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CALIFORNIA CORPORATE & SECURITIES LAW

Who Votes As Proxy For Shares Standing In The Name Of Another Corporation?

The Proxy Season blog yesterday discussed the following question from the Q&A Forum of TheCorporateCounsel.net: Under Delaware law, can a Board of Directors authorize a person who is not an officer of the company to act as agent and vote shares of stock for the Company that it holds in another entity? John Jenkins responded…

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This Company Solicited Consents To Remove A Sitting Director

It’s not often that you see a company soliciting consents to remove one of its sitting directors.  However, that is what PICO Holdings, Inc. sought to do in this consent solicitation statement filed with the SEC on October 31, 2016.  According to PICO’s Form 8-K , John R. Hart’s employment as president and chief executive officer of the company “was terminated”…

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Court Rejects Challenge To Internal Affairs Doctrine

Marvell Technology Group, Ltd. is a publicly traded company that is incorporated in Bermuda.  Marvell’s U.S. operating subsidiary is based in California.  A year ago, an institutional stockholder filed a derivative suit against Marvell and several of its officers and directors.  The factual bases for the plaintiff’s suit were securities law violations but the plaintiff…

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Unregistered Sales Of Certificates Of Deposit

Last spring, the California Department of Business Oversight warned consumers that two related companies have been offering unlicensed online securities broker-dealer services and “unregistered sales of certificates of deposit (CDs)”.  The Department’s announcement raises the question of whether the offer and sale of CDs must be qualified under the Corporate Securities Law of 1968. Section 25019 of…

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Court Rules Fixed Income Annuity Is Not A Security Under The CSL

Because annuity contracts involve the payment of money in the expectation of future payments, one might conclude that they are securities within the meaning of the California Corporate Securities Law of 1968.  Evidently, that is what Mr. Abbit or at least his lawyer believed when they filed a class action lawsuit against an insurer alleging,…

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California’s Private Fund Adviser Exemption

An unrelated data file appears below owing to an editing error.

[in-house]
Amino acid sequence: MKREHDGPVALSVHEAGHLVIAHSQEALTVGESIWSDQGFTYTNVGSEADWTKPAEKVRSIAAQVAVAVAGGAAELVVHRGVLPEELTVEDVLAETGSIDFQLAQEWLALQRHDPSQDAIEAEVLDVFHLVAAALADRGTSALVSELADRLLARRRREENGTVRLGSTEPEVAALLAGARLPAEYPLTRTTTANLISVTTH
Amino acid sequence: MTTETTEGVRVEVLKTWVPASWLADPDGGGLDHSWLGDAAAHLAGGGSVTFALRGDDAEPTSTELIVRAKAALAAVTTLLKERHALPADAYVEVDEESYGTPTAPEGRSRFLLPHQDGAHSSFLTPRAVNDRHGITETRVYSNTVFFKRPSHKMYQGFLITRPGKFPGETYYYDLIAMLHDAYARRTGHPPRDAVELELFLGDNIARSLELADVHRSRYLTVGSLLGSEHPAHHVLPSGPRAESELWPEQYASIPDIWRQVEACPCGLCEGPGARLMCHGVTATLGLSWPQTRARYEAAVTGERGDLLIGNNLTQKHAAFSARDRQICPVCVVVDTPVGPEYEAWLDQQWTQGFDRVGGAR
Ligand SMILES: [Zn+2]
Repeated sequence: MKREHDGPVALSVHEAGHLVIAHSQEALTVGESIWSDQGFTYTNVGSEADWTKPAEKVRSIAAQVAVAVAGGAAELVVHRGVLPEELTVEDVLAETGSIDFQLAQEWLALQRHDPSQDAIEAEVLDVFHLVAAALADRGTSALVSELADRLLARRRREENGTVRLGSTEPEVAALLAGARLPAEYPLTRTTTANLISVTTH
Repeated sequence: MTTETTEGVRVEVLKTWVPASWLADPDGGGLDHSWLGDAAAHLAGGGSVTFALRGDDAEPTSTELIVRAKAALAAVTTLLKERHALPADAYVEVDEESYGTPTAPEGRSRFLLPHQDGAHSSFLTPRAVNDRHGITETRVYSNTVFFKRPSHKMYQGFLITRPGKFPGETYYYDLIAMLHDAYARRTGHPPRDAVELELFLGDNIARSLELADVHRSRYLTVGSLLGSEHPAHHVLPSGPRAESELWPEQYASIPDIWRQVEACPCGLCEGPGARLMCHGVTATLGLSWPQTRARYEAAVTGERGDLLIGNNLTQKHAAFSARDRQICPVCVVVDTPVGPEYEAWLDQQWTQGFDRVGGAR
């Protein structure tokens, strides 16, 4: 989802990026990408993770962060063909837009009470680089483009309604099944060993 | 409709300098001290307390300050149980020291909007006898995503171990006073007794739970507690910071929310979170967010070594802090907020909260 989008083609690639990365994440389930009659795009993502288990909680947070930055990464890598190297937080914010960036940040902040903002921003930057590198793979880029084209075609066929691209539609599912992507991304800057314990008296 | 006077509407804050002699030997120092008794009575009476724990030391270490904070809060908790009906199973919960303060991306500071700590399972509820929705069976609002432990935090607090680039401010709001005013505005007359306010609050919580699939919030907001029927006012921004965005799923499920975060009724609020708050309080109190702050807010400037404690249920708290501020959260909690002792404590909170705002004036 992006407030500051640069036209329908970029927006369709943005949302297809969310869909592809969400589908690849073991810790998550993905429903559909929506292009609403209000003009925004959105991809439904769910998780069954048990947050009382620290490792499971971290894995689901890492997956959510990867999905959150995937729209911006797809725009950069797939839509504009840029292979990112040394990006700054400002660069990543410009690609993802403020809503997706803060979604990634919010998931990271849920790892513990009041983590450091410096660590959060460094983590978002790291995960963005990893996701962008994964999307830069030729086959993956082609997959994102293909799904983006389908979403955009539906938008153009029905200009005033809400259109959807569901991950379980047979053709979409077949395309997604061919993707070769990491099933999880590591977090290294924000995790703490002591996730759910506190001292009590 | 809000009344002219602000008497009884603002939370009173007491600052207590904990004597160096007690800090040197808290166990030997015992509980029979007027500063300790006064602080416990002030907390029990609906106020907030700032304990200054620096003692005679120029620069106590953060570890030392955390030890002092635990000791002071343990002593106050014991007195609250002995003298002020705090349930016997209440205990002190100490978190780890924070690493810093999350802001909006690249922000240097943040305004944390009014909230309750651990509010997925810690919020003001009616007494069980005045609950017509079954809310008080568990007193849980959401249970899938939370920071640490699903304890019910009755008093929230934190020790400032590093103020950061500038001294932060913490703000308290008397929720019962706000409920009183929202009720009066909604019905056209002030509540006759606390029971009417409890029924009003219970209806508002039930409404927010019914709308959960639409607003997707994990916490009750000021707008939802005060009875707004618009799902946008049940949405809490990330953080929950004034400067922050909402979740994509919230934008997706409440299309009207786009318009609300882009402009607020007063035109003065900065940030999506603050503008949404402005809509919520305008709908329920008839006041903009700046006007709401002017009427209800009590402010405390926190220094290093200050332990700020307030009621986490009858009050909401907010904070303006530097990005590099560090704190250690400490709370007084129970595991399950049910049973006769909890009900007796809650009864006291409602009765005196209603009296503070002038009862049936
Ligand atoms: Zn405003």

Before the enactment of the Dodd-Frank Act in 2010, many advisers to alternative investment vehicles, such as hedge funds, private-equity funds, and venture capital funds relied on the Section 203(b)(3) exemption from registration under the federal Investment Advisers Act.  In California, investment advisers exempt under Section 203(b)(3) had a corollary temporary exemption from California investment…

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When A Director May Not Be Interested In Director Compensation

Suppose that a corporation has three directors, A, B & C, each of whom is compensated by the corporation.  Is director A financially interested in a resolution fixing the compensation of director B?  Corporations Section 310(a) provides the following answer: A director is not interested within the meaning of this subdivision in a resolution fixing the…

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Is The SEC’s Universal Proxy Proposal A Product Of Agency Capture?

More than six decades ago, the late Professor Marver H. Bernstein published his theory of regulatory capture in Regulating Business By Independent Commission (Greenwood Press 1955).  According to his theory, agencies follow a life cycle of birth, maturity and old age.  As an agency enters senescence, it inevitably becomes captive to the groups that it regulates.…

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Court Addresses “Fair Value” Determination In Statutory Buyout Proceeding

When when a shareholder sues for involuntary dissolution, the corporation, or the holders of 50% or more of the voting power of the corporation, may avoid the dissolution by purchasing for cash the plaintiff’s shares at their “fair value.”  Cal. Corp. Code § 2000.  The statute establishes several parameters for determining “fair value”.  Thus, “fair value” must…

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When Non-Voting Shares Have The Right To Vote

The California General Corporation Law authorizes a corporation to “issue one or more classes or series of shares or both, with full, limited or no voting rights”.  Cal. Corp. Code § 400(a).  Thus, it may be reasonable to assume that when a corporation issues shares with no voting rights, those shares would have no right to…

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